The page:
One of our contacts has forwarded some excerpts from old Yorkshire newspapers about cheese making in Wensleydale. They date to around the turn of the last century and offer a fascinating insight into how seriously the manufacture of Wensleydale cheese and butter was taken locally.
One article titled ‘Blue Moulded Cheese’ dated 27th July 1911 quotes a gentleman called Mr John Benson writing in the Journal of the British Dairy Farmers’ Association as follows:
“..the correct flavour of a Wensleydale cheese appears to be dependent upon mould growth and the efforts of the maker are concentrated upon producing a curd in which the correct type of blue mould will grow luxuriantly…A Wensleydale cheese, when well made and properly ripened, is…the best blue-moulded variety of cheese in the world. There is nothing to equal it, but to secure good results the milk must be fresh and sweet, and to this he ascribes the success of the small dairies, which are able to deal with perfect fresh milk. He only knows of one or two factories where the manufacture of Wensleydale is a success, but in these instances the selection and care of the milk supply receive most careful attention. The Wensleydale is eminently a cheese for the small-holder.”
We think this photograph illustrates well the pride that local cheesemakers took in their product. The unknown man holds one of his prized cheeses on a wooden server and stands next to an immaculately clean cheese ‘kettle’ – the note that came with the photograph is fascinating.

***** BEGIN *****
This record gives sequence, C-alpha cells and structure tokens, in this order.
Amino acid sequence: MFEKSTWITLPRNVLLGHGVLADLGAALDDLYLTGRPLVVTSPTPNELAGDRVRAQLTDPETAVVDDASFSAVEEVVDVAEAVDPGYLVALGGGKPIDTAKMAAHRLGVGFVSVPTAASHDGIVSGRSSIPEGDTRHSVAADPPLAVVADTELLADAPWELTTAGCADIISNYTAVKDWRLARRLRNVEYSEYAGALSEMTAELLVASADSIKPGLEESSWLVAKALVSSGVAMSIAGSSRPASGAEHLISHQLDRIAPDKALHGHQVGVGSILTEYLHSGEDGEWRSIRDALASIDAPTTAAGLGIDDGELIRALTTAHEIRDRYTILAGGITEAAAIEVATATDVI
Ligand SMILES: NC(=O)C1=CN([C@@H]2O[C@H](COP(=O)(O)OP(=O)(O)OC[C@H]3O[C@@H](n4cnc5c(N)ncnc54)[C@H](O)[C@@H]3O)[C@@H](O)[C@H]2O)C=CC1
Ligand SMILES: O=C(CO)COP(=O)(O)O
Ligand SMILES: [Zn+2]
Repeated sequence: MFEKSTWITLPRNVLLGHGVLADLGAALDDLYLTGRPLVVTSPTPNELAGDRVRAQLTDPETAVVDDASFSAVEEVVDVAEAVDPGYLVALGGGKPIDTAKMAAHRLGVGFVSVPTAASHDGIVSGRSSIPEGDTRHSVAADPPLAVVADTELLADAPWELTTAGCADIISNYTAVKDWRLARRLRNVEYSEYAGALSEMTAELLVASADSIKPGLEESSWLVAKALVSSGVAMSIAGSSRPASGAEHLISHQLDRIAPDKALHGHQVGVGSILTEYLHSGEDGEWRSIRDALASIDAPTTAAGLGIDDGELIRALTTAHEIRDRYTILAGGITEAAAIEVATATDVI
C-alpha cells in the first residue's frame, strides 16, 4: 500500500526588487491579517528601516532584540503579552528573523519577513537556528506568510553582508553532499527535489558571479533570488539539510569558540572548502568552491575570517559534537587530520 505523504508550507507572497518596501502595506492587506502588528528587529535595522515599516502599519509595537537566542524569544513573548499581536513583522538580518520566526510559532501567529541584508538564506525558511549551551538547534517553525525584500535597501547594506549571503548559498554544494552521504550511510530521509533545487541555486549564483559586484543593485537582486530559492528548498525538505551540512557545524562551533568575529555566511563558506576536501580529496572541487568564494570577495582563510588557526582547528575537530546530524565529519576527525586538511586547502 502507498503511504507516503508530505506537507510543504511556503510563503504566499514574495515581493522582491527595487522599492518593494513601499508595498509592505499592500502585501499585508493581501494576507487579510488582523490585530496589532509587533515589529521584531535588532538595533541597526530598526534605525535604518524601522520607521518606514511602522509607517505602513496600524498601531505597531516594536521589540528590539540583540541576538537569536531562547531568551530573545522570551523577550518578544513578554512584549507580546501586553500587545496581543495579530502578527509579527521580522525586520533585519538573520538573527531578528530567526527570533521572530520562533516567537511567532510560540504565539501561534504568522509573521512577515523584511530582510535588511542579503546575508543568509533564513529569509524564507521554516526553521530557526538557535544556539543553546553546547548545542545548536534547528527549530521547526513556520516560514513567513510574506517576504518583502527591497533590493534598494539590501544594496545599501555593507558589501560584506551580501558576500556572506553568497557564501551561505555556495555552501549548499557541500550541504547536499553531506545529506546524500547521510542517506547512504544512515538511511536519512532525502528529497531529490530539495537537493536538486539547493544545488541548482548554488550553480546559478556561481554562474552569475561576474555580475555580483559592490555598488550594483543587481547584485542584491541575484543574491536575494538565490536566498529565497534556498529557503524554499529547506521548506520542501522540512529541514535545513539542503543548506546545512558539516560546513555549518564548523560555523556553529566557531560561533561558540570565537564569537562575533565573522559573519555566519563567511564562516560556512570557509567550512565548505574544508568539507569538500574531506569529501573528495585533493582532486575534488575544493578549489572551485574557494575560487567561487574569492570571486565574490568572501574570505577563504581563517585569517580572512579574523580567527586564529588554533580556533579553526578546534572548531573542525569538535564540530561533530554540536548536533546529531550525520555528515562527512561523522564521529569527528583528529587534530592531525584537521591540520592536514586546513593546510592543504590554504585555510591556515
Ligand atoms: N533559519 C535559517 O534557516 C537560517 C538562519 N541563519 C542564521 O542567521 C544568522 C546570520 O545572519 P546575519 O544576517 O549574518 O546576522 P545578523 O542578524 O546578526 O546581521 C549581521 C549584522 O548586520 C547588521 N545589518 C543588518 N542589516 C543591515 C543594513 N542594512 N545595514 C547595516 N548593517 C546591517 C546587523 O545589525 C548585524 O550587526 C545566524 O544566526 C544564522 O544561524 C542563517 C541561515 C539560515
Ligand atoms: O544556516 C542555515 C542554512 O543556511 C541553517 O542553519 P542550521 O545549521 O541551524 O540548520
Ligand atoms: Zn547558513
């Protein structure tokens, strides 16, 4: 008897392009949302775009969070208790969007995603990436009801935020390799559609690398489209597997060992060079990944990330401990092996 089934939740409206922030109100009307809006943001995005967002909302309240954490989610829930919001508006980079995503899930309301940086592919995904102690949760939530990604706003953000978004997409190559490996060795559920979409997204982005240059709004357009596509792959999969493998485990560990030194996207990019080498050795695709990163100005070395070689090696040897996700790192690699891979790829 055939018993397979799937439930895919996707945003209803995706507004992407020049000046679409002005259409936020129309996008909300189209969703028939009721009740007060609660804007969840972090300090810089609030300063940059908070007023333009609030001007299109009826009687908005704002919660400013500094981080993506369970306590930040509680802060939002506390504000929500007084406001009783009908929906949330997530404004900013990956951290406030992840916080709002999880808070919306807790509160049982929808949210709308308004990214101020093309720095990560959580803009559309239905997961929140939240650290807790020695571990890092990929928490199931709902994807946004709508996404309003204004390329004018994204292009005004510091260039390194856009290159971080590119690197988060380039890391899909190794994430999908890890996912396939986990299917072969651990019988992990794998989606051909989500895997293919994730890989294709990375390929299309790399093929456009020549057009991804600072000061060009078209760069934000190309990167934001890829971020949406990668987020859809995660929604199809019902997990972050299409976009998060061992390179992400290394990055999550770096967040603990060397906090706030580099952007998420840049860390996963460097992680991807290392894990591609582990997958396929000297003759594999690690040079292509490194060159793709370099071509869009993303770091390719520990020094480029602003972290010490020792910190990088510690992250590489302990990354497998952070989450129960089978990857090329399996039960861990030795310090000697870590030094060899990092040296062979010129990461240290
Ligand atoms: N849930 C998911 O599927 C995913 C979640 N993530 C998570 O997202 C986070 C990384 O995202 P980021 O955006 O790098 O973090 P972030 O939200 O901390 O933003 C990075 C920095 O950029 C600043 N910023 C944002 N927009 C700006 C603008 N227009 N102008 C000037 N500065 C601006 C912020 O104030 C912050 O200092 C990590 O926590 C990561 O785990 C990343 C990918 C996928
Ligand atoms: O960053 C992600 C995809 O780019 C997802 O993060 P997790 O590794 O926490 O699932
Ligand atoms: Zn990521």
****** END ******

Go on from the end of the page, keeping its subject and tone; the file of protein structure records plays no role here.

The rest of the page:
Another cheesemaking expert whose name appears often in the newspaper articles is a Mr Thomas Nuttall. Thomas was a prize-winning maker of Stilton cheese originally from Melton Mowbray. In 1900 he took over a derelict factory in Derbyshire set up 30 years earlier by the Duke of Devonshire to make cheese from his tenant farmers’ milk. Nuttall’s dairy was extremely successful, eventually becoming a famous maker of Stilton cheese, known today as the Hartington Creamery.
Mr Nuttall seems to have been much in demand both as an advisor and as a judge, as this late nineteenth century article about the fourth annual cheese and butter show of the Leyburn Market Club shows.
An earlier article describes the rather peculiar origins of the Leyburn Market Club in 1832, founded from the proceeds of a fine levied on the wealthy employer of a local gamekeeper for shooting a foxhound called ‘Cloudy’. The article goes on to describe how the club’s original aim was the improvement of Wensleydale’s cheese and butter. The club waned and by the time the article was written in 1887 it was in need of reviving owing to a perceived decline in the standards of local cheese and butter. Thomas Nuttall was one of two speakers brought in by Lord Wharncliffe, a local landowner, to advise farmers in Hawes on making better cheese and butter. There seems to have some dispute about whether this was necessary however! Most thought that all that was needed was better publicity so the club committee hit upon the idea of sending a cheese to Queen Victoria as a Jubilee gift. Her staff agreed and a competition was held in Leyburn to find the cheese in question!
Thomas Nuttall was one of the judges and the winner of the £10 prize for the best cheese was one Mark Hammond of Low Gill, Aysgarth. Some effort had to be made to stop the eager members of the public from trying to taste the prize-winning cheeses on show:
“When the door was opened there was a rush, and the spacious room was soon filled…Notwithstanding the conspicuously displayed cards warning the visitors not to touch, yet a smart look out had to be kept. A good many of the visitors while inspecting the cheese remarked that they could tell little or nothing from looking at them, but if only they could taste a crumb, then they would be able to say whether they agreed with the judges’ awards or not. .”
York Herald 8th October 1887
We can only hope that Queen Victoria enjoyed her prize-winning cheese!
The banner photograph shows cows being milked on Redmire Pasture in 1910 (National Archives, Copy1 564/219)